Many of Stuart’s haiku have been included in anthologies and journals and he is a former associated editor of the journal Presence. He has also had two collections of haiku published by Alba Publishing (available from albapublishing.com ). Sour Pickle (2018) contains 100 one-line haiku and Wild Rhubarb (2019) contains another 80.

A practitioner of Soto Zen Buddhism for over thirty years he regards his haiku writing as a dao and is a member of the Red Thread Haiku Sangha..

 

hidden and unseen the burgeoning life in buds and bellies

through driving rain the ambulances’ dopplering sirens

round midnight moonlight playing on the piano hammers

a short night shrunk to a dog bark and the clanking of the trams

through the haze the headlights of a hearse

lassitude and languor these days without rain

snagged in machair a gull feather unzipped by the wind

distant thunder the old mouser raises an ear

-not yet, not yet” says the tumbling beck

pagan moon in the shadow of her cleavage a tiny silver cross

winter solstice darkness gathers in the unrung bells

birthcry deep in the night a freight train’s lonesome whistle

like the honed edge of a blade keen is the cold

winter moon a glint of wolf in the mongrel’s eyes

under mistletoe on her lips a tang of tamarind

new year’s day only the rain comes to my gate

 

Year of the Golden Pig

4

Shop Window in Siena, Italy

Wishing you a happy, healthy and prosperous Year of the Golden Pig, with a haiku sequence.

I wrote this after a visit to Little Gidding in August 2001, while on a writing week with the poet Lawrence Sail. Little Gidding is, of course, well-known as the fourth and final of T S Eliot’s Four Quartets. He wrote it after his own visit to Little Gidding.

My haiku sequence was published in Presence #18, in September 2002. The illustration below of the wild boar is by Ian Turner. It’s a photograph of Wild Boar Clearing Sculpture by Sally Matthews, 1987. It was made of mud, cement and brash and situated in Grizedale Forest, Cumbria, UK. Grise dal is Norwegian for Valley of the boars.

 

Little Gidding

following her
across the field
a white butterfly

almost hidden by grass
three wooden crosses

the church bell
covered
in pigeon droppings

pink geranium petals
a droning plane

on the terrace
calling us old, advanced –
the toothless guide

finding the pigsties –
number one boarded up

as we leave
sunlight
on the font

 

Golden Boar

More an ache than sorrow

Ian Storr

This month I’m featuring one of my fellow haiku poets: Ian Storr.  He is a history graduate and trained social worker whose last job before he retired was with Voice for the Child in Care, managing their advocacy service in the north of England. Ian  has been writing haiku and tanka since the mid-1970s and he has had over 200 published in British and oversees journals.

His poems have won prizes in Britain, Canada and Ireland and they have been included in British and international anthologies. Ian is the production and poetry editor of Presence magazine, described by the Founder and Chairperson of The Haiku Foundation as “the most important haiku journal in English outside the United States.”

I first met Ian more than 25 years ago and I’m delighted to share a selection of his writing with you.  His tanka, in particular,  I find deeply moving and masterful examples.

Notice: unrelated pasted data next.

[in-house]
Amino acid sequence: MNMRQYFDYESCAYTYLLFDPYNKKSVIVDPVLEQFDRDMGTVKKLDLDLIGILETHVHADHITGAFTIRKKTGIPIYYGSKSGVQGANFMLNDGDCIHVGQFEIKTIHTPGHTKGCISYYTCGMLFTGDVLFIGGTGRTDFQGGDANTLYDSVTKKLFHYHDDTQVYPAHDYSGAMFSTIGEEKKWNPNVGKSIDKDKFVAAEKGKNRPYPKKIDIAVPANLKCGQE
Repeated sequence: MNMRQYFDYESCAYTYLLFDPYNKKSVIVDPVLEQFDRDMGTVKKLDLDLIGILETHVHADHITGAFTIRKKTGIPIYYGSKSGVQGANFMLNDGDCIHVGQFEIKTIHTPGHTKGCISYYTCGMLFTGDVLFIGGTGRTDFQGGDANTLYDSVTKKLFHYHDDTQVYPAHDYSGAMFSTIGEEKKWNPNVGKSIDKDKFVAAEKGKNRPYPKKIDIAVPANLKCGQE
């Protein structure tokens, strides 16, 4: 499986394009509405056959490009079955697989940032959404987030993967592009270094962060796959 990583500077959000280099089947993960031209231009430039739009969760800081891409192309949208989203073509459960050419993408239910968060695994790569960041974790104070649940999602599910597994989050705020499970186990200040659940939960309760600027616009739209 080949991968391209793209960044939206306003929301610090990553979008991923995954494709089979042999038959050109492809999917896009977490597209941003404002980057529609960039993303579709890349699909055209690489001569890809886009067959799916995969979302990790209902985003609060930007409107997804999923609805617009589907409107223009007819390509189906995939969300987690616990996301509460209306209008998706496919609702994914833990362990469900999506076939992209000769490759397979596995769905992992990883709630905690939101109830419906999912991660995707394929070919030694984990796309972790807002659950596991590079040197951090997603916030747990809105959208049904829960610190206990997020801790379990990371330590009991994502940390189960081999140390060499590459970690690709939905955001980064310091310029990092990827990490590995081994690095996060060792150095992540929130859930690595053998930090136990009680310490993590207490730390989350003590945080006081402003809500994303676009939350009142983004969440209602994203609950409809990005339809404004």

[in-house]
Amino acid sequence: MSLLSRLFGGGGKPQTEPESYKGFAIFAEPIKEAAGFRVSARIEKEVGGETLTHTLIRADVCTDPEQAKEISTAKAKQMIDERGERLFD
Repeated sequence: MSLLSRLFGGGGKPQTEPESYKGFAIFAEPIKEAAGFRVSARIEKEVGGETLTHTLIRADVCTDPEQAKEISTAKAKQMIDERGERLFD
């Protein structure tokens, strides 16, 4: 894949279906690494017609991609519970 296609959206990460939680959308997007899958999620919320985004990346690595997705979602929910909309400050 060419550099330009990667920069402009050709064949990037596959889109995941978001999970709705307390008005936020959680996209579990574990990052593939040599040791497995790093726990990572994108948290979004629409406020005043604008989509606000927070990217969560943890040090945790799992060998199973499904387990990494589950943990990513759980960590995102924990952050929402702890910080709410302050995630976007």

Haiku

Brightening
the house in winter
orange roses from the wreath

Cleft of the brook
wood sorrel bright
on a fallen birch

wind strengthening a skylark holds his place of song

The rhythm of
this baby’s sleep upon me
. . . days of rain

Valley head
white with cotton grass
the silence before the raven

Sweeping rain
deer on the ridge
climb into cloud

Gusts from the street
the store greeter’s
unreturned hellos

Darkening marsh
the swirl of golden plovers
settles again

 

Tanka

Night mist . . .
back where I was born
I walk this lane again
down to the flooded pit shaft
where tinkers used to camp

 
Snow falls tonight
as I drive slowly home
against the windscreen
a drift of stars
melting into water

 
Our son of seven weeks
struggles from sleep in my arms
tight in his hand
from the night’s feed
a long strand of your hair

 
Our balcony
over the settled sea . . .
you bring on two white plates
grapes the green of jade
the seeds within like shadows

 
More an ache than sorrow
this second anniversary . . .
falling on shrouded hills
and reservoir
the wet november snow

 
I put on my father’s boots
for a path I’ve never walked . . .
through reeds and cotton grass
comes the autumn wind
sounding like the sea

 

Year ending
frost covers the boards
of the empty pier
above a beach
strewn with razor shells

 

A stretcher-bearer
wounded twice and twice
returned to the front
Grandpa back on duckboards
over the sucking mud

 

Cover Presence

The Haiku Calendar

I’m not that superstitious, but I never open a new calendar before January.  I came back from a wonderful traditional Dutch family New Year’s Eve yesterday.  The small desk calendar sits on my dining table.  I gave several as Christmas presents.  I’m keen to support small publishers: John Barlow has published the haiku calendar since the start of the century, along beautifully produced anthologies and single-author collections of haiku and tanka.

Each month has one haiku with that month’s dates and on the back are three or four more seasonal haiku.  Billie Wilson from the USA has the January slot with a haiku that mentions “winter stars”.

John has an annual competition to select the haiku for the calendar and submitting some is on my Writing To Do list…

Very best wishes to you all and happy blogging…